Nuno may have borrowed liberally from alternative, grunge, and various other types of music, but in almost every instance he makes it work. He proves that he isn’t just a one trick pony, as most of this disc probably never would have worked (musically) with Extreme or the Mourning Widows.

Sound & Music: 8/10

Some of the music is going to sound dated. Nuno didn’t jump on the alternative wagon until late in the game, but if you like the Foo Fighters there’s no reason why you wouldn’t enjoy this.

Variety: 8/10

There’s a great deal of variety on this disc, and as such, most people will probably find something they like. In this case this also means that some people are going to find a few skip-able tracks along the way.

Virtuosity: 9/10

Nuno is a superb guitar player, and if that wasn’t enough he plays all the instruments on this album. There’s nothing on the album that sounds amateur, and Nuno does a great job through and through.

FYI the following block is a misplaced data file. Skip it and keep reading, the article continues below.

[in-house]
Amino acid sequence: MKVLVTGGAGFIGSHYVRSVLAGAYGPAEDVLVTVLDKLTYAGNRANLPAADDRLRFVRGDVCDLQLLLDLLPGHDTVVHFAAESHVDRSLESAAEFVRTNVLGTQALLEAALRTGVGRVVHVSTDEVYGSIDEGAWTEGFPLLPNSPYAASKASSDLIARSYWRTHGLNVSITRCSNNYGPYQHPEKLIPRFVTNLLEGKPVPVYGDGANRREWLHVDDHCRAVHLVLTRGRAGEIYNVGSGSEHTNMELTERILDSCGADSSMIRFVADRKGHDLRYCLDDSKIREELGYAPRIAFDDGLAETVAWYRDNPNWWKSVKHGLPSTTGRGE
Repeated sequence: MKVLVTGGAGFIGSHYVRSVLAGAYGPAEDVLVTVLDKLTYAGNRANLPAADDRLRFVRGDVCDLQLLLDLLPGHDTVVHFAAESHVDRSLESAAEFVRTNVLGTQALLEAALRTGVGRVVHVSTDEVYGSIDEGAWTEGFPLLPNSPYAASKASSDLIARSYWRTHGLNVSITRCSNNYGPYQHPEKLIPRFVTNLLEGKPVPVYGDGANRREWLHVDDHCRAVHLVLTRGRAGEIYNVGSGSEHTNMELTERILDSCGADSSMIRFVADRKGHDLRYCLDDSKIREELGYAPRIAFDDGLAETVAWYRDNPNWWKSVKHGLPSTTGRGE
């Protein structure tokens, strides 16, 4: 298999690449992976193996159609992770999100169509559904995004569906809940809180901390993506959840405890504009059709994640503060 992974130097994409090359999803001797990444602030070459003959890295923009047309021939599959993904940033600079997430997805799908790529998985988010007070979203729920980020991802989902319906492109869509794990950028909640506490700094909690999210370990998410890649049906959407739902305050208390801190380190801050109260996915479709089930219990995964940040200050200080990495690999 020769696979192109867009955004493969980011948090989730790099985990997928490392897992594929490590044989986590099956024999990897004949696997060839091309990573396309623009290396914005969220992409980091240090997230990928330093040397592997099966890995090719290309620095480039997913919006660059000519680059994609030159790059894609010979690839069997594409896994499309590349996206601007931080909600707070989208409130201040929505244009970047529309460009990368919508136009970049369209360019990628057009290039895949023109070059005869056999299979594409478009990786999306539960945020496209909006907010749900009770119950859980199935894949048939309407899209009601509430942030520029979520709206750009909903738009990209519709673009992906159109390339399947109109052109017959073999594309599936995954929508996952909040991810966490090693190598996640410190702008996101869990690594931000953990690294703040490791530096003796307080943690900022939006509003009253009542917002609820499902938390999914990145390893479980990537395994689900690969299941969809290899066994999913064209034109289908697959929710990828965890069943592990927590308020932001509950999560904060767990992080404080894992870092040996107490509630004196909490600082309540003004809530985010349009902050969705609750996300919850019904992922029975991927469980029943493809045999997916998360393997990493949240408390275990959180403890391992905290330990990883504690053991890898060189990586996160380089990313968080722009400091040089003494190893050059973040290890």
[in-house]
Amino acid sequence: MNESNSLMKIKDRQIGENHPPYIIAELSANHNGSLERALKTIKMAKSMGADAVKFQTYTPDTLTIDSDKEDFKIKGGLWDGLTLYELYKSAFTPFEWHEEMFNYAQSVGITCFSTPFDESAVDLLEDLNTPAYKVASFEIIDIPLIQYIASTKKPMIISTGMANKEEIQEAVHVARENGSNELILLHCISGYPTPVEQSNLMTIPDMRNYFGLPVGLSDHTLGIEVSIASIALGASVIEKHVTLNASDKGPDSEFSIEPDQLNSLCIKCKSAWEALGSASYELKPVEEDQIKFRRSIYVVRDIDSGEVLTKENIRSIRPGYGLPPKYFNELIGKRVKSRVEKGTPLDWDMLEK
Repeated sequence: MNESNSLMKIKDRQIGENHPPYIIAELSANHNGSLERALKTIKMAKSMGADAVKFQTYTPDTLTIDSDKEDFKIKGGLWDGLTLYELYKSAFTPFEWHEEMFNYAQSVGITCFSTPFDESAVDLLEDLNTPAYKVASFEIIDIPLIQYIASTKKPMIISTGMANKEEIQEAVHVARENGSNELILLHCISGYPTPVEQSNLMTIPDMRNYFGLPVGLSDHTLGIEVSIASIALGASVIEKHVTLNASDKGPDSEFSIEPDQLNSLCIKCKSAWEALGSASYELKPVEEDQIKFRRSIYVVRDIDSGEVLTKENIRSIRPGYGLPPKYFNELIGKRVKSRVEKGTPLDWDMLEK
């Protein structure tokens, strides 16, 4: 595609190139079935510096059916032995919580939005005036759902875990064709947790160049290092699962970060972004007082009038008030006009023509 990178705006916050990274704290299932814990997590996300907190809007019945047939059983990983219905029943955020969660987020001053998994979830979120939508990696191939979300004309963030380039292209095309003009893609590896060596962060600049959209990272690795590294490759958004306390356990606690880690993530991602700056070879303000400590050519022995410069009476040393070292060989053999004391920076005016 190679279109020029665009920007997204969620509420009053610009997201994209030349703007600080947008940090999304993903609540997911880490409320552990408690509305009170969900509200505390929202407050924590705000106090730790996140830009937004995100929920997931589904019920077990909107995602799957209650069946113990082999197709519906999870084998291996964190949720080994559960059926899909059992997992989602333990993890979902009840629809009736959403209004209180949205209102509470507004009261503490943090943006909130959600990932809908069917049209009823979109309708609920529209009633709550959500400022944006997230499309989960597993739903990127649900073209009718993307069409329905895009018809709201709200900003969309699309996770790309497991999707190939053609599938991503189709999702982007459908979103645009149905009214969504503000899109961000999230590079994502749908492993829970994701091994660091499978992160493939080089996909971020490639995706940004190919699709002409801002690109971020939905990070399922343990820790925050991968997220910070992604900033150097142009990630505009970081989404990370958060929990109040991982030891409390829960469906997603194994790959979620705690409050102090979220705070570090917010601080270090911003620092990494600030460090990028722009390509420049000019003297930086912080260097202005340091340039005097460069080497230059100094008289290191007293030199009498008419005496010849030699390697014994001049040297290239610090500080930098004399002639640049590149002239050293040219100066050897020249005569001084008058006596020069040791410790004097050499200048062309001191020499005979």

Writing & Premise: 7/10

Like the Mourning Widows albums it’s not always clear what Bettencourt is writing about. Although songs like “Ordinary Day” and “Unhappy B-Day” have a direct and personal message, the rest of the songs aren’t so forthcoming. In some cases it seems as though the writing wasn’t as polished as it should have been, but if you pay heed to the lyrics, you will know that Nuno has a knack for extended metaphor. If you enjoy discovering and deciphering the message for yourself, your enjoyment of this disc will also increase.

Overall: 41/50

On the one hand this album is exactly what fans have been waiting to hear, because it answers the question “what would Nuno Bettencourt do if you let him loose in a studio?” On the other hand, the more experimental sections of this album may turn some people off; namely those who would rather hear a focused and cohesive rock effort. If you were expecting just another rock album, you came to the wrong place.